Roberto Alomar entered the Hall of Fame with a Jays cap on his head—but when will another Toronto Blue Jay crack Cooperstown?

Roberto Alomar entered the Hall of Fame with a Jays cap on his head—but when will another Toronto Blue Jay crack Cooperstown?

The Blue Jays’ next Hall of Famer? (Image: Keith Allison)

Last weekend Robbie Alomar became the first-ever player to enter the Major League Baseball Hall of Fame as a Toronto Blue Jay. Despite playing for a number of teams during his 16 years as a professional baseball player, his five seasons in Toronto defined his career: the Jays’ beloved second-basemen earned five straight Gold Gloves and two World Series rings and was named the 1992 ALCS MVP (not to mention throwing down a master performance in this McCain Punch classic). While we’re excited to see Alomar in the Hall—alongside wunderkind general manager Pat Gillick, who was also formally inducted on Sunday—in a Jays cap, we know the wait for the next former Blue Jay to crack Cooperstown is likely to be long. Sure, Roger Clemons, Frank Thomas and manager Bobby Cox are all virtual lock-ins, but none spent significant time in Toronto and all achieved the bulk of their success elsewhere. And, frankly, the Hall of Fame’s unnecessarily complicated voting system isn’t helping matters. We did a little research, and the truth is the chances of another Jay breathing the Hall’s rarified air are about as slim as the chances of Rob Ford riding a two-wheeled vehicle down Jarvis Street. All the same, we decided to break down the best Blue Jays candidates into three tidy groups after the jump.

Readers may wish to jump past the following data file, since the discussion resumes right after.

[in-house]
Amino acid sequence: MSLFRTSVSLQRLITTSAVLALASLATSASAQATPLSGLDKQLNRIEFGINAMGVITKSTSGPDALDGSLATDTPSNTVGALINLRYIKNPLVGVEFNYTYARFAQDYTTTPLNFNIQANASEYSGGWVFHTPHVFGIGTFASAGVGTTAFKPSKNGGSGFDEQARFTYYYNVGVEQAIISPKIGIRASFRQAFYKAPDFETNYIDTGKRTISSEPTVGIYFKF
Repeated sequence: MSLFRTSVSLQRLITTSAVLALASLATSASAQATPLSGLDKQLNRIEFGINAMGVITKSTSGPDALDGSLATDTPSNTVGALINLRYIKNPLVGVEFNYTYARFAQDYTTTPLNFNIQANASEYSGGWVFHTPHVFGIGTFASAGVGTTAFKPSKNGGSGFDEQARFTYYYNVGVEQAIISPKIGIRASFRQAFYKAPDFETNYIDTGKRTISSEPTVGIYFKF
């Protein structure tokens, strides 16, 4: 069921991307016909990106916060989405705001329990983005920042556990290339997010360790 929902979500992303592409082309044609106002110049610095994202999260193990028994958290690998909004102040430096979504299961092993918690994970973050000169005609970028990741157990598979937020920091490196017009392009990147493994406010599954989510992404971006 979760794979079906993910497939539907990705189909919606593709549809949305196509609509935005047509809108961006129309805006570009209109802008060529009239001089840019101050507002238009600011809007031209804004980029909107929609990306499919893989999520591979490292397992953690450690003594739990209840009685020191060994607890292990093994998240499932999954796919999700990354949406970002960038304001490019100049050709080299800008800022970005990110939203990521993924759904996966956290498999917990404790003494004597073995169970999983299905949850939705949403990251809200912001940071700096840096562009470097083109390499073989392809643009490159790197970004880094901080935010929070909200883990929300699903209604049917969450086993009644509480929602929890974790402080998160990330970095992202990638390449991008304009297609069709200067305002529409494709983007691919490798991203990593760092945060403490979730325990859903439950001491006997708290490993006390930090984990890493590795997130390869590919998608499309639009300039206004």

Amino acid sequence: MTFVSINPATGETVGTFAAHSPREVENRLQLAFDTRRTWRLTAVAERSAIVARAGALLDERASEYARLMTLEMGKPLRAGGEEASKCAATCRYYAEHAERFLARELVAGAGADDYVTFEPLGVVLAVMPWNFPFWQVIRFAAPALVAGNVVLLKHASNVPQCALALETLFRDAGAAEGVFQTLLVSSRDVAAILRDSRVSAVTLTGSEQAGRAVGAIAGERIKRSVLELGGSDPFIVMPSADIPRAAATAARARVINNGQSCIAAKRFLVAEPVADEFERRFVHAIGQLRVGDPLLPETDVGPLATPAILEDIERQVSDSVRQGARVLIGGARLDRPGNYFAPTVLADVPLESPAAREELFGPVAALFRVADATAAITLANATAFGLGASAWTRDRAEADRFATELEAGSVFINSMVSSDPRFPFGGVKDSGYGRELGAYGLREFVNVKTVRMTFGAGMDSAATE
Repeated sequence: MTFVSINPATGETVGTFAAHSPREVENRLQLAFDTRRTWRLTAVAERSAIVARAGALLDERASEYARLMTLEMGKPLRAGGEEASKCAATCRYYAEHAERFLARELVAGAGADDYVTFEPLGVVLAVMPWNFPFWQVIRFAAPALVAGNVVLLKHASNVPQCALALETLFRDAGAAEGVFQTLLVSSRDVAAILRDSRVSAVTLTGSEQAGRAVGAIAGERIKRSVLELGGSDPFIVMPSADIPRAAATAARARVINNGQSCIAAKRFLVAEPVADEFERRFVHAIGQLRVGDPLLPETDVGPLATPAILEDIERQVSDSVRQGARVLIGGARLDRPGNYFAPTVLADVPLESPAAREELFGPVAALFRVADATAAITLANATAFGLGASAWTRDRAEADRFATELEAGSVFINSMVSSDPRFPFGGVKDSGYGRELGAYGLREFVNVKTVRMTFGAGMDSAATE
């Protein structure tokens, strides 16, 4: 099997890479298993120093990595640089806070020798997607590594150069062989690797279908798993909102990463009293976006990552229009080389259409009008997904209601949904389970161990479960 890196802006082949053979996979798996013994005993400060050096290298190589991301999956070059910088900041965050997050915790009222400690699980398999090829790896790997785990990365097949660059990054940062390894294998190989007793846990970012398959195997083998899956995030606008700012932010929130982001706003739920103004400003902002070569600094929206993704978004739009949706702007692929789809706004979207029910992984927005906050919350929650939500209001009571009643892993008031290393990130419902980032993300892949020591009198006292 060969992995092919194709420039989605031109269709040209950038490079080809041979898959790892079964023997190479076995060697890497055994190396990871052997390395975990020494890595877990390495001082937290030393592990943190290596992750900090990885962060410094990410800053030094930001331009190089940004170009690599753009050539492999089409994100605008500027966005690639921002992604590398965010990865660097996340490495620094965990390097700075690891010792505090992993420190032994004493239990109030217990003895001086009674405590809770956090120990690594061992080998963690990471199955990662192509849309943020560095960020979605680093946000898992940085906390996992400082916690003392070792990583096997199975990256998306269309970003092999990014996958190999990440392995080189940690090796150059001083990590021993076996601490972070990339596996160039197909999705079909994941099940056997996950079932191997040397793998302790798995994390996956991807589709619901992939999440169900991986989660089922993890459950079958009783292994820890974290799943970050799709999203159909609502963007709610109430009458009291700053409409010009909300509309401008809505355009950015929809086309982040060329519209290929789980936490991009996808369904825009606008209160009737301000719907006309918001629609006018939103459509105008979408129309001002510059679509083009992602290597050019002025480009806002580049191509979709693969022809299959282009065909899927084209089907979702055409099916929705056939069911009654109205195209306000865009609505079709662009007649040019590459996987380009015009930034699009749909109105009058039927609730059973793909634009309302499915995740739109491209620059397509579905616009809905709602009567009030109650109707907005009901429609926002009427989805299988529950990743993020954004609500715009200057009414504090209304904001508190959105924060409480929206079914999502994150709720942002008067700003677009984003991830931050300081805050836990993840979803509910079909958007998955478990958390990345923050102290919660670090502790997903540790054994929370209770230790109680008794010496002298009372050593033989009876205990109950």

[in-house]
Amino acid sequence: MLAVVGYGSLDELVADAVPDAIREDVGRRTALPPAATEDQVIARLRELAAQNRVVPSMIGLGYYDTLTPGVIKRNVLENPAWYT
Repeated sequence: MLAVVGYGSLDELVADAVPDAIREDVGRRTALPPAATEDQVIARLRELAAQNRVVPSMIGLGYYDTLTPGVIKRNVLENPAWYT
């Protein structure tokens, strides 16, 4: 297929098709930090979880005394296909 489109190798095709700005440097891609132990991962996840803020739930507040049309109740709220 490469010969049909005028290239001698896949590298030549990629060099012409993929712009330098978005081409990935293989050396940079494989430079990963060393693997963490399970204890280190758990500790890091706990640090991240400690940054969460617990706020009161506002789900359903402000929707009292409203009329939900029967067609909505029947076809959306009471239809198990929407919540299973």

Group 1: Seriously? How is this guy (read: Dave Stieb) not in the Hall?!
Tom Henke
, Dave Stewart, Joe Carter and Stieb. All four received less than the requisite five per cent of ballots the first time around and none has appeared on a ballot again in at least seven years. The absence of the first three is somewhat defensible (although isn’t cherishing guys who do this the whole point of having a hall?). But Stieb, who received a paltry 1.4 per cent of votes in 2004 (his only year on the ballot), was one of the best pitchers of the ’80s and holds the unofficial record for most complete game one-hitters, which has to count for something, right?

Group 2: The long shots
Fred McGriff
and Carlos Delgado. It wouldn’t surprise us to see either of these guys make it one day (and with a nickname like the “Crime Dog,” really, it’s only a matter of time), but McGriff received only 7.4 per cent of the vote this year (down from 20 per cent in his first eligible year) and Delgado will have to overcome the stigma of starring for a perennial loser during his prime.

Group 3: The best bets (assuming you’re willing to wait…a while)
Cito Gaston
and Roy Halladay. Managers notoriously take forever to get into Cooperstown, so let’s move on to Halladay. With three 20-win seasons, two Cy Young awards and the respect of the baseball media, Halladay will certainly be enshrined in Cooperstown someday. The only question is: if the Phillies win a World Series with Doc on the mound, whose hat will he wear?